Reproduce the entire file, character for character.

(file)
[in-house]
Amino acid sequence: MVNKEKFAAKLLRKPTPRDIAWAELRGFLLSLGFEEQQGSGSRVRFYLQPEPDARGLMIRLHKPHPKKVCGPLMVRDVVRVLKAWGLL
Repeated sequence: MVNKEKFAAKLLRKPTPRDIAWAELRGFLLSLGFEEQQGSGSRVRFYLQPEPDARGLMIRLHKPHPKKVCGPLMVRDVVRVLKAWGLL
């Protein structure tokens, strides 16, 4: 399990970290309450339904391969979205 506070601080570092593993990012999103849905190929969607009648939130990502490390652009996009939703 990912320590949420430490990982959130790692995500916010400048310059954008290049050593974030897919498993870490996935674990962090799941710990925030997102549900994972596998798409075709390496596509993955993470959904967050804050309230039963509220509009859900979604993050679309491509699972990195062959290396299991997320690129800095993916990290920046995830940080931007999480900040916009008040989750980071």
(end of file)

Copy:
[in-house]
Amino acid sequence: MVNKEKFAAKLLRKPTPRDIAWAELRGFLLSLGFEEQQGSGSRVRFYLQPEPDARGLMIRLHKPHPKKVCGPLMVRDVVRVLKAWGLL
Repeated sequence: MVNKEKFAAKLLRKPTPRDIAWAELRGFLLSLGFEEQQGSGSRVRFYLQPEPDARGLMIRLHKPHPKKVCGPLMVRDVVRVLKAWGLL
């Protein structure tokens, strides 16, 4: 399990970290309450339904391969979205 506070601080570092593993990012999103849905190929969607009648939130990502490390652009996009939703 990912320590949420430490990982959130790692995500916010400048310059954008290049050593974030897919498993870490996935674990962090799941710990925030997102549900994972596998798409075709390496596509993955993470959904967050804050309230039963509220509009859900979604993050679309491509699972990195062959290396299991997320690129800095993916990290920046995830940080931007999480900040916009008040989750980071």